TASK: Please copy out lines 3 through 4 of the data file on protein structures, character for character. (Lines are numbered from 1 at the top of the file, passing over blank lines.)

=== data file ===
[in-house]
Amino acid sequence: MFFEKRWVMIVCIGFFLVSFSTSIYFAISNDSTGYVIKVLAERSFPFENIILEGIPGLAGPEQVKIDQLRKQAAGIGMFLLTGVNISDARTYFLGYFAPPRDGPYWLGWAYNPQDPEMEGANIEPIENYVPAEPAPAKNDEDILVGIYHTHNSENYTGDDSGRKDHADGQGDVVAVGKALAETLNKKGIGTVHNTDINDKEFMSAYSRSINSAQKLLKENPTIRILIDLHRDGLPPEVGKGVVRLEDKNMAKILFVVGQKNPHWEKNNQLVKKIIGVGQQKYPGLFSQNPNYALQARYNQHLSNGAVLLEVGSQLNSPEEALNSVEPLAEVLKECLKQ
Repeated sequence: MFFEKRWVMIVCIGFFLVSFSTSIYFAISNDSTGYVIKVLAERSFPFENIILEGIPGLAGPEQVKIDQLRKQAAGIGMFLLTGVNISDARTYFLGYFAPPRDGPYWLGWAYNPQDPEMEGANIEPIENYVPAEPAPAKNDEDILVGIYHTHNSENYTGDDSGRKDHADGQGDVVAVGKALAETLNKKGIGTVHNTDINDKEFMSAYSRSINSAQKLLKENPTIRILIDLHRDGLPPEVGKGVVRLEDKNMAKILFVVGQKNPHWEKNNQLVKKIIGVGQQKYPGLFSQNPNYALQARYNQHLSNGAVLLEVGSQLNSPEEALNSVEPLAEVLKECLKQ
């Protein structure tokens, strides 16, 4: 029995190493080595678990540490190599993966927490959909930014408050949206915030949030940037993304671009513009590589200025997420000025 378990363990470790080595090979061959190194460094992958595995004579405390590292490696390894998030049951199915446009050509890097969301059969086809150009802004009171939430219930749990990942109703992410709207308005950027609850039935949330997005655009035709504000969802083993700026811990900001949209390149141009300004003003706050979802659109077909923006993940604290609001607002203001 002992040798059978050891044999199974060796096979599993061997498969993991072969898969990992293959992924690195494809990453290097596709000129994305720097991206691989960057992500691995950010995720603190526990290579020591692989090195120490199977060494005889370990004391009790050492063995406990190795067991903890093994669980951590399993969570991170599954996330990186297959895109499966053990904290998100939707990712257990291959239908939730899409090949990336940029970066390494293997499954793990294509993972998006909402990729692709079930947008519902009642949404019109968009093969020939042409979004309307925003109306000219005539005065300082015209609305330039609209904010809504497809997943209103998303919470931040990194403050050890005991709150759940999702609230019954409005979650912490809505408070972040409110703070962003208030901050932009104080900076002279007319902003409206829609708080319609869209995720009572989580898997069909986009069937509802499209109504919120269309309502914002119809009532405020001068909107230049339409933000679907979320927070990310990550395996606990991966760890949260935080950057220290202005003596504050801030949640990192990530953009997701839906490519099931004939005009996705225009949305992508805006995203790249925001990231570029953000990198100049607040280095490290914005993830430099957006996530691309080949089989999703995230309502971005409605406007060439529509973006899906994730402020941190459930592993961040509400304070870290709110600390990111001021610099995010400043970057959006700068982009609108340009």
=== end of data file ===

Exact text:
Repeated sequence: MFFEKRWVMIVCIGFFLVSFSTSIYFAISNDSTGYVIKVLAERSFPFENIILEGIPGLAGPEQVKIDQLRKQAAGIGMFLLTGVNISDARTYFLGYFAPPRDGPYWLGWAYNPQDPEMEGANIEPIENYVPAEPAPAKNDEDILVGIYHTHNSENYTGDDSGRKDHADGQGDVVAVGKALAETLNKKGIGTVHNTDINDKEFMSAYSRSINSAQKLLKENPTIRILIDLHRDGLPPEVGKGVVRLEDKNMAKILFVVGQKNPHWEKNNQLVKKIIGVGQQKYPGLFSQNPNYALQARYNQHLSNGAVLLEVGSQLNSPEEALNSVEPLAEVLKECLKQ
């Protein structure tokens, strides 16, 4: 029995190493080595678990540490190599993966927490959909930014408050949206915030949030940037993304671009513009590589200025997420000025 378990363990470790080595090979061959190194460094992958595995004579405390590292490696390894998030049951199915446009050509890097969301059969086809150009802004009171939430219930749990990942109703992410709207308005950027609850039935949330997005655009035709504000969802083993700026811990900001949209390149141009300004003003706050979802659109077909923006993940604290609001607002203001 002992040798059978050891044999199974060796096979599993061997498969993991072969898969990992293959992924690195494809990453290097596709000129994305720097991206691989960057992500691995950010995720603190526990290579020591692989090195120490199977060494005889370990004391009790050492063995406990190795067991903890093994669980951590399993969570991170599954996330990186297959895109499966053990904290998100939707990712257990291959239908939730899409090949990336940029970066390494293997499954793990294509993972998006909402990729692709079930947008519902009642949404019109968009093969020939042409979004309307925003109306000219005539005065300082015209609305330039609209904010809504497809997943209103998303919470931040990194403050050890005991709150759940999702609230019954409005979650912490809505408070972040409110703070962003208030901050932009104080900076002279007319902003409206829609708080319609869209995720009572989580898997069909986009069937509802499209109504919120269309309502914002119809009532405020001068909107230049339409933000679907979320927070990310990550395996606990991966760890949260935080950057220290202005003596504050801030949640990192990530953009997701839906490519099931004939005009996705225009949305992508805006995203790249925001990231570029953000990198100049607040280095490290914005993830430099957006996530691309080949089989999703995230309502971005409605406007060439529509973006899906994730402020941190459930592993961040509400304070870290709110600390990111001021610099995010400043970057959006700068982009609108340009």